Tiroler Goldschmied Falconry Products
Via Castello 3
This year the choice was between Cobbler and Gobbler (via an online social media vote), two 19 week-old, 40 pound birds. Elementary school students in Rockingham County, Virginia - the native area of the turkeys - chose the names.
While one of the turkeys is recognized as the National Thanksgiving Turkey – chosen for the first time by the American public through an online contest this year – the president traditionally pardons both turkeys, one serving as an alternate.
above: The presidentially pardoned turkey Cobbler, whose distinguishing mark from his brother, Gobbler, is a small black mark on the beak, arrives at George Washington's Mount Vernon, Nov. 21, where he and his brother will live out their days under the property's care following a pardon by President Barack Obama. (Photo: M.Scott Mahaskey/POLITICO)
"If for some reason Cobbler cannot fulfill his duties as the official White House Turkey, Gobbler will be waiting in the wings," Obama said.
With the turkey gobbling away nearby, Obama teased about new beginnings.
"They say that life is all about second chances, and this November I could not agree more," he said, joking about his re-election. "So in the spirit of the season, I have one more gift to give and it goes to a pair of turkeys."
Following the pardoning, the turkeys will be taken to George Washington's Mount Vernon Estate and Gardens, where the winning turkey will be on display for visitors during "Christmas at Mount Vernon." They'll stay on the property after the holidays. The birds grew up on a farm near Harrisonburg, Virginia under National Turkey Federation Chairman Steve Willardsen's supervision.
above: Cobbler and Gobbler arrive at George Washington's Mount Vernon, Va., where they will live out their days under the care of the property following a presidential pardon, Nov. 21, by President Barack Obama. (Photo: M.Scott Mahaskey/POLITICO)
This year marks the 65th anniversary of the turkey presentation. In his remarks, Obama also thanked the troops overseas and asked Americans to remember the victims of Superstorm Sandy, which killed dozens in the U.S. and wreaked major devastation across the Northeast last month.
Concluding his comments, the president gave one final blessing to the turkey.
"You are hereby pardoned. Congratulations, Cobbler," the president said. "You'll have a great life."
Photos and info courtesy of The White House, CNN and Reuters
Architect Craig Steely Partners With Jeepney Projects To Design A Philippine Eagle Reserve Ecolodge With Modern Ecopods.
above: the proposed Philippine Eagle Reserve Ecolodge Mindanao, Philippines
Architect Craig Steely has partnered with Jeepney Projects Worldwide to conceive of and design an Ecolodge in Mindanao. His vision includes these beautiful prefabricated ecopods to help create respect and awareness for the world's rarest eagle, the Philippine Eagle and its natural habitat.
Each prefabricated pod is supported on a single pier foundation with supporting guy wires. This allows each pod the flexibility to be placed on any topography as well as the ability to relocate if required. The top prism has a fabric roof with screen walls while the lower prism is translucent and made with locally reclaimed corrugated wood walls. The ecopods can sleep 6 people on the 2 floors.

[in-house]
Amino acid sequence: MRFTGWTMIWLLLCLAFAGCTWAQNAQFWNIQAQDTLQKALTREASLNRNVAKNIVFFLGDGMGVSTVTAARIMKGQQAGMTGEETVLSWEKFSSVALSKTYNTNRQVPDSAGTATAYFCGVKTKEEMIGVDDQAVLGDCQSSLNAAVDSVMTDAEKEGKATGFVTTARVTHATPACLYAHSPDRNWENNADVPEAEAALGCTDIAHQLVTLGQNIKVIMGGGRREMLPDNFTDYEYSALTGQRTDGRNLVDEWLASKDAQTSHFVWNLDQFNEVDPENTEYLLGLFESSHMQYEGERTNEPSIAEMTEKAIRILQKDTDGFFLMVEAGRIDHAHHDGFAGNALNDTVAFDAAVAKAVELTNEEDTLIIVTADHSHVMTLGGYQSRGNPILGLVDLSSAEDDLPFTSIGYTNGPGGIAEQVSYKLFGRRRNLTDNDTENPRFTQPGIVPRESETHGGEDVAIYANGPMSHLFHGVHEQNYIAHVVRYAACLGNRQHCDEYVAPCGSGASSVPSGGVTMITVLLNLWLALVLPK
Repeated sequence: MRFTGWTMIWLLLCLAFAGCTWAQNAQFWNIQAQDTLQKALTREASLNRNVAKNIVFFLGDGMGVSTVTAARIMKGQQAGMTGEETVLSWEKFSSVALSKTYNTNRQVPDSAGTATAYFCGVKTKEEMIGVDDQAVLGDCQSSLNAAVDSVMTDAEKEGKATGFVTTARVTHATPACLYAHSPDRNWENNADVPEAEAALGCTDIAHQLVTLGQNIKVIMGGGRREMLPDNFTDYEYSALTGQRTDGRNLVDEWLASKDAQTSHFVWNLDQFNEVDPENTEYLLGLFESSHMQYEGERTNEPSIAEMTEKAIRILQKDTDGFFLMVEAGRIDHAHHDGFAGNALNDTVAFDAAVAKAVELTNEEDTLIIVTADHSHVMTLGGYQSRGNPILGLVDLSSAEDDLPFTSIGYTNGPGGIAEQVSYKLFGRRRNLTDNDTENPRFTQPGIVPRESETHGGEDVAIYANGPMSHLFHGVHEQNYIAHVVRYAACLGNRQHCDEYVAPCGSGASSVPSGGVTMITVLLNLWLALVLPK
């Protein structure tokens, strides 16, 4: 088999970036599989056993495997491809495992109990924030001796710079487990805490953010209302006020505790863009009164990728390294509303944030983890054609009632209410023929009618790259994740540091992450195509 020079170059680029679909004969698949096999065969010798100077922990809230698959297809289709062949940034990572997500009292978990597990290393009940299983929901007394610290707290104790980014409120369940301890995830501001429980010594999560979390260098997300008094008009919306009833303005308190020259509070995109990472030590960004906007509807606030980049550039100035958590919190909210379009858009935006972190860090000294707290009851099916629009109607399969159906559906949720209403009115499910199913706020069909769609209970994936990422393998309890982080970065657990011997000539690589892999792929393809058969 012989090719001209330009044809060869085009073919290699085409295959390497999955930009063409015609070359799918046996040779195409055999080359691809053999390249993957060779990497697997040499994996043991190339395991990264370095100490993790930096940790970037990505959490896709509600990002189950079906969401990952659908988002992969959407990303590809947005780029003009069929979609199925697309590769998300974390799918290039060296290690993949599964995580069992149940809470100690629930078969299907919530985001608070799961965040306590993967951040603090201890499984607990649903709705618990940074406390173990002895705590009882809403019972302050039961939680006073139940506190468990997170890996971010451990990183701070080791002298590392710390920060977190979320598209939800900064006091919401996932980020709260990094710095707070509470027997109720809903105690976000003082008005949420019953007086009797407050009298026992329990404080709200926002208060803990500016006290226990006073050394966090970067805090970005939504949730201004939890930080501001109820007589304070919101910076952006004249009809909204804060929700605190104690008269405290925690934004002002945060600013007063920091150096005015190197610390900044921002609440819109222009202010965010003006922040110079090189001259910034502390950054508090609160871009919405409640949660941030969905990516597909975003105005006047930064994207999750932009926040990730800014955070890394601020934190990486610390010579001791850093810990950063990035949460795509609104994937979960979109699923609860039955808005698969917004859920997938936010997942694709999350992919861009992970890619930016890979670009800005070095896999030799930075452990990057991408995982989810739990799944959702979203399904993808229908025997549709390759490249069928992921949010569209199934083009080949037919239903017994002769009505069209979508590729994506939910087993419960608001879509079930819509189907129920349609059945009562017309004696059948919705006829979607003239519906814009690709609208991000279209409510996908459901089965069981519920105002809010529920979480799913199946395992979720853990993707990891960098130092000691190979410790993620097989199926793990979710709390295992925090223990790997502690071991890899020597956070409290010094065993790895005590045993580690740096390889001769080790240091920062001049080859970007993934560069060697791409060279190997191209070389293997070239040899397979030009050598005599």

Presently local farmers create income by slashing forest and eagle habitat, replacing it with grazing land for livestock and pushing the already dwindling Philippine Eagle population closer to extinction.
above: The Philippine Eagle Foundation uses nonreleasable male eagles that can’t be released for artificial insemination and public display.
Carefully managed eco-tourism will create a stronger local and international awareness for the eagle’s plight as well as the financial means to employ and subsidize the local residents. Ultimately, the goal is for the local people to see the value in stewarding the land and change their perception of the eagle from a pest to an asset.
About the architect:
Craig Steely is a San Francisco and Hawaii based architect. He opened his architecture studio in 1995 and has been a guest lecturer at UC Berkeley and at Cal Poly and at many conferences including the Monterey Design Conference. His work has been awarded recognition by the American Institute of Architects and published widely in books and periodicals, among them Dwell, Sunset,Architectural Record, California Home and Design, the Los Angeles Times, the San Francisco Chronicle, and the New York Times. In 2009 he was selected as an “Emerging Talent” by the AIA California Council. Jeepney Projects is proud to have caught his interest and support.
For more information: jeepneyprojects.org
This a an unusual treehouse designed by Japanese design firm Nendo for the Ando Momofuku Center, a facility devoted to promoting and increasing access to nature activities. The facility is located in a forest in Komoro City in Japan's mountainous Nagano Prefecture. Nendo's treehouse is designed to be collective housing for many birds and one person.
On one side, the treehouse has entrances to 78 nest spaces for birds:
The other side has an entrance for one person, who can look into the birds' nests from inside the treehouse:
photos by Masaya Yoshimura / Daici Ano